2 reasons you should delegate pool responsibilities

By Mike Wright July 18, 2014


2 reasons you should delegate pool responsibilities

2 reasons you should delegate pool responsibilities

As a member of pool management, you have many responsibilities. You have to draw up staff schedules, inspect equipment, review training protocols when necessary and much more. This is also true of managers in the maintenance department, who have to check water chemical levels, figure out how to balance them out and handle the hazardous materials on a regular basis.

Additionally, you have to consider the implications of each task that’s required in order to maintain a pool. If a person created the schedule but forgot to look at the time-off requests, it could lead to problems further down the line, when it becomes more difficult to find coverage for the person who asked for a day off. Or, if a new maintenance person measured the chemical levels improperly, the treatment may be off, which can wreak havoc on the water and potentially, on pool patrons.

Know the dangers of handling everything alone
Given the complexities of pool operations, managers may feel that the best way to ensure that the facility runs at optimal levels is to take on all the tasks themselves. This way, they can rest assured knowing that everything is done properly. However, there are underlying problems with this mentality. Here are two reasons to delegate these responsibilities.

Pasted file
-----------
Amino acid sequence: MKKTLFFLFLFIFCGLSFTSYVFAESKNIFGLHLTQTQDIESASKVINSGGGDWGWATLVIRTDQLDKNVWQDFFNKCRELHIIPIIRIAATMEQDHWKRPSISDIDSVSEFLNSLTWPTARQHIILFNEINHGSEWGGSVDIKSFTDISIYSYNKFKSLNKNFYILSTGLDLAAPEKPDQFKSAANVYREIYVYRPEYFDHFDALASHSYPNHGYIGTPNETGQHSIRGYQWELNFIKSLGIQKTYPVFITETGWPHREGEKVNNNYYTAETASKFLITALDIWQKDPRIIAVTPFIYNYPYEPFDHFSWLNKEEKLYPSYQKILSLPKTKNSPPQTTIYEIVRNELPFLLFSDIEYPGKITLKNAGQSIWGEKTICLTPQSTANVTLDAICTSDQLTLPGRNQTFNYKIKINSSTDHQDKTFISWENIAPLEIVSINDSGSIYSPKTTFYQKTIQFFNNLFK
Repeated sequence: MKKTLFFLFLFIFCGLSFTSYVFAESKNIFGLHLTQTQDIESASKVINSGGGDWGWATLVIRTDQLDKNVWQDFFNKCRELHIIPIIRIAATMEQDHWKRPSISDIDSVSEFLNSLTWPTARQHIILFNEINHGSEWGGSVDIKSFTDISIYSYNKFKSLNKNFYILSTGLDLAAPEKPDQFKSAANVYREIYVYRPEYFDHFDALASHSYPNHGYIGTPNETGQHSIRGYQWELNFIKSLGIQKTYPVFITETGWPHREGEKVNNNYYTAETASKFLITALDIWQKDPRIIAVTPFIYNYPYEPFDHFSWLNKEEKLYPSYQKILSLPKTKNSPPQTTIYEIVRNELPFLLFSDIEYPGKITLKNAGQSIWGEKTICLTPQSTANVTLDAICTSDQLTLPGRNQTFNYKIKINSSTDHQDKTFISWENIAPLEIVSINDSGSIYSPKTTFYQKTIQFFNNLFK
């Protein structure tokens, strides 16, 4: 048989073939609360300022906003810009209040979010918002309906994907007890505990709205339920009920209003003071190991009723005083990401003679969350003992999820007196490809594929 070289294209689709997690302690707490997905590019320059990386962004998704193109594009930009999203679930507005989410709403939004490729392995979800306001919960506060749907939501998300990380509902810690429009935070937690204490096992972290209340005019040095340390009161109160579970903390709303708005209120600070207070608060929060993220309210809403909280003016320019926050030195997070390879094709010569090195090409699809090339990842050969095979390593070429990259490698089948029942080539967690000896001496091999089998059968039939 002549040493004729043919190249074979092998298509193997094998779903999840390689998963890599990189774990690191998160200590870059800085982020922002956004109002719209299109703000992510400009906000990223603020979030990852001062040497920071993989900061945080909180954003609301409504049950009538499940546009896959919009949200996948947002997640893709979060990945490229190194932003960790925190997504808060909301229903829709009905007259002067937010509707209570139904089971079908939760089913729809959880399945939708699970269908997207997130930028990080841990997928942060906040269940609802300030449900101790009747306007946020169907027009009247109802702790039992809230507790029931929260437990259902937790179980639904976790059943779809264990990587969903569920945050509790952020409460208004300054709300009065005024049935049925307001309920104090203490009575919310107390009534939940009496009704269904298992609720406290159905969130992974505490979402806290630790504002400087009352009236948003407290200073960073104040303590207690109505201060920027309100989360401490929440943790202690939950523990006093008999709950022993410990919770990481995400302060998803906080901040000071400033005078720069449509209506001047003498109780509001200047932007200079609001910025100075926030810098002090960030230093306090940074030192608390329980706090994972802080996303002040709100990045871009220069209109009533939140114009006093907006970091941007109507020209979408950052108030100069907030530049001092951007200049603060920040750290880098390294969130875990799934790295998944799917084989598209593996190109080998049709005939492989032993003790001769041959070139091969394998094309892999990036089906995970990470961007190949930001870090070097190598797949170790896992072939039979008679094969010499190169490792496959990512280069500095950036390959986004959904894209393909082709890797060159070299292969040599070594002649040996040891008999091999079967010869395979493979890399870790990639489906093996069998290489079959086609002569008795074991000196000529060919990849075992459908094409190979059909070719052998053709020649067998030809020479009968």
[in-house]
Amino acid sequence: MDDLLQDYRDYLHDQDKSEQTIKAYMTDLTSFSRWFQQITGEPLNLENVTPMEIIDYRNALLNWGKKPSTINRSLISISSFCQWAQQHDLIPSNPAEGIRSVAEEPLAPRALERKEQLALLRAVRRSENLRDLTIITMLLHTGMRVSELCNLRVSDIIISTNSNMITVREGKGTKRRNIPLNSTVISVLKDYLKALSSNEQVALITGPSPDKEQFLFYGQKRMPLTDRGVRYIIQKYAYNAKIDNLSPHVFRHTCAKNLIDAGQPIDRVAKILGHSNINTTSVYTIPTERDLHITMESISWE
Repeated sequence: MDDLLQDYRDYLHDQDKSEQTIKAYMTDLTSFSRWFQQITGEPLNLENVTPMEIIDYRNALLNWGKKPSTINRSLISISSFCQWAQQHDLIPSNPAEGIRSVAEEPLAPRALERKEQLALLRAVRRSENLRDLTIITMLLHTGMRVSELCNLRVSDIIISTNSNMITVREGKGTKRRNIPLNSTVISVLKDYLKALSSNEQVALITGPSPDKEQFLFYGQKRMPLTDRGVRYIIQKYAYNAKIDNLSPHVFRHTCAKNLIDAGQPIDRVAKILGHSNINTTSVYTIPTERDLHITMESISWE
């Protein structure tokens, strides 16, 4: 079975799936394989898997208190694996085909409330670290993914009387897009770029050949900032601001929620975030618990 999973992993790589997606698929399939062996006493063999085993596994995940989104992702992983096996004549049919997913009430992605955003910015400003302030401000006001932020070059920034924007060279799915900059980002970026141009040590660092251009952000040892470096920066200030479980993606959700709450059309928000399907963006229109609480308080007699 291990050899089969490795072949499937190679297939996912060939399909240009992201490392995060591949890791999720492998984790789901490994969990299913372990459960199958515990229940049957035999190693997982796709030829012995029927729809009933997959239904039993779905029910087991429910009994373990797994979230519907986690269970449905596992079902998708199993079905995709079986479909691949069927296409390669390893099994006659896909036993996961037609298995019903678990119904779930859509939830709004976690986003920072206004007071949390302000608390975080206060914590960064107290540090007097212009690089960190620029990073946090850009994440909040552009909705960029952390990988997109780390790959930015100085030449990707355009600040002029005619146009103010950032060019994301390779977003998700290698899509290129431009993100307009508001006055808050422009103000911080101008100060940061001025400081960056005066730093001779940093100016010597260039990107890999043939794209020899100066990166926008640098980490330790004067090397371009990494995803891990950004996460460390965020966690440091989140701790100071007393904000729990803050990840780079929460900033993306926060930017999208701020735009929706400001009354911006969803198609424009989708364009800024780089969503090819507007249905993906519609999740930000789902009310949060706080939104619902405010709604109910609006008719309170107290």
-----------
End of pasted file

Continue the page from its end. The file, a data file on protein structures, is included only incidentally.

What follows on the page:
1. Don’t stretch yourself thin: There’s enough for managers to do on a daily basis without having to worry about the little problems that are bound to spring up. Sharing your responsibilities with others will allow you to tend to these unexpected turns of events. When you have more time to tend to fewer tasks, you’ll be able to do them better and with more care.

2. Allow others to learn: If you have trouble sharing your responsibilities, view them from a different perspective. Think of them as training opportunities for other staff members. They’ll never master the art of scheduling if they aren’t given the chance to try it out. They may make mistakes at the beginning, but if you work with them, they’ll quickly learn and you’ll have one less responsibility to worry about.

Delegation is an important skill for management members to learn. Start slow and delegate a few tasks at a time. This has the additional benefit of allowing you to figure out which individuals are best suited for different responsibilities.